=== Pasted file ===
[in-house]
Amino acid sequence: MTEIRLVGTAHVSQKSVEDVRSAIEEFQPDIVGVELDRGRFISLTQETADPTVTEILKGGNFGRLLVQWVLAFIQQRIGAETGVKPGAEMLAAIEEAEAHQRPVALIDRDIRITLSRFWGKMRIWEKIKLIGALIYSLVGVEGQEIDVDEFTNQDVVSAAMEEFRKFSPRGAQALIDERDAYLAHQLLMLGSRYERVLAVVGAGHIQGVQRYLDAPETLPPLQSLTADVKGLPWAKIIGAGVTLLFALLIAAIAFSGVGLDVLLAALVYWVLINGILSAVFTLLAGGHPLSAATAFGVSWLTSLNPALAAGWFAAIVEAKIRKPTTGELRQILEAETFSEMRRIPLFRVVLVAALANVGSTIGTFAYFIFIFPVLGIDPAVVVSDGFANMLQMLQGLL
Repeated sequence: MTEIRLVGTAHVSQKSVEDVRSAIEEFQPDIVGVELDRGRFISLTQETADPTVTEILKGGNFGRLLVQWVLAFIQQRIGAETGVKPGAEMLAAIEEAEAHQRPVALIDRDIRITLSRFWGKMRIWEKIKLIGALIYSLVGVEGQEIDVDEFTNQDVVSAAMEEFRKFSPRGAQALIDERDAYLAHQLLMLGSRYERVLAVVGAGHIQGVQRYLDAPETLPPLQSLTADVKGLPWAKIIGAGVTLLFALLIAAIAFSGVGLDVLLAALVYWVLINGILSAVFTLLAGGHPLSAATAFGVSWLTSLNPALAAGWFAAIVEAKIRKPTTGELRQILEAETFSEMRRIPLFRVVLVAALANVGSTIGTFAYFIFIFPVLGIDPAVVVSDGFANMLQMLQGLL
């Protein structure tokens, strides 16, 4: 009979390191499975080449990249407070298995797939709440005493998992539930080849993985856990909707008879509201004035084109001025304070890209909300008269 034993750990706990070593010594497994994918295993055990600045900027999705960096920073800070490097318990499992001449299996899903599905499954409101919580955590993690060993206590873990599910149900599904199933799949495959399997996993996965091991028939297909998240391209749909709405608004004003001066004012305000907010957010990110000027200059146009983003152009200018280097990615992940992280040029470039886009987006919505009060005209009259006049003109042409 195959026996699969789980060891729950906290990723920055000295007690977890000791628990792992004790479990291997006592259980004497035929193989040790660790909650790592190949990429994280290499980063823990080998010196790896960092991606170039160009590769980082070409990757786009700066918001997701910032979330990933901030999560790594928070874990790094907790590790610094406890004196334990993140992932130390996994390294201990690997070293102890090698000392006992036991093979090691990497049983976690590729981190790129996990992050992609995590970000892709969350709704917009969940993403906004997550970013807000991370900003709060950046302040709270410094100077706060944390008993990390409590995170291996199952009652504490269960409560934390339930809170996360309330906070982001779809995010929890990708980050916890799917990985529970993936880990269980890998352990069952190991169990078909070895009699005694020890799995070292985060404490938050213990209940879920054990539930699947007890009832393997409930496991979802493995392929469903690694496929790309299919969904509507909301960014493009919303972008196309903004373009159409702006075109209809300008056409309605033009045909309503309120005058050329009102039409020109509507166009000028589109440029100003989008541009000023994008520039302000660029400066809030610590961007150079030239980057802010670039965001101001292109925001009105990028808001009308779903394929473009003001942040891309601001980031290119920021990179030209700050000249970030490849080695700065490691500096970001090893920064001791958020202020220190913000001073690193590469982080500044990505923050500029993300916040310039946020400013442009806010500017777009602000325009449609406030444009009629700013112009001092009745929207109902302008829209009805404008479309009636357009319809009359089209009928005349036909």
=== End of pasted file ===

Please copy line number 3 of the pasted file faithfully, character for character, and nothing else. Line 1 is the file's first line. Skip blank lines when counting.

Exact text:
Repeated sequence: MTEIRLVGTAHVSQKSVEDVRSAIEEFQPDIVGVELDRGRFISLTQETADPTVTEILKGGNFGRLLVQWVLAFIQQRIGAETGVKPGAEMLAAIEEAEAHQRPVALIDRDIRITLSRFWGKMRIWEKIKLIGALIYSLVGVEGQEIDVDEFTNQDVVSAAMEEFRKFSPRGAQALIDERDAYLAHQLLMLGSRYERVLAVVGAGHIQGVQRYLDAPETLPPLQSLTADVKGLPWAKIIGAGVTLLFALLIAAIAFSGVGLDVLLAALVYWVLINGILSAVFTLLAGGHPLSAATAFGVSWLTSLNPALAAGWFAAIVEAKIRKPTTGELRQILEAETFSEMRRIPLFRVVLVAALANVGSTIGTFAYFIFIFPVLGIDPAVVVSDGFANMLQMLQGLL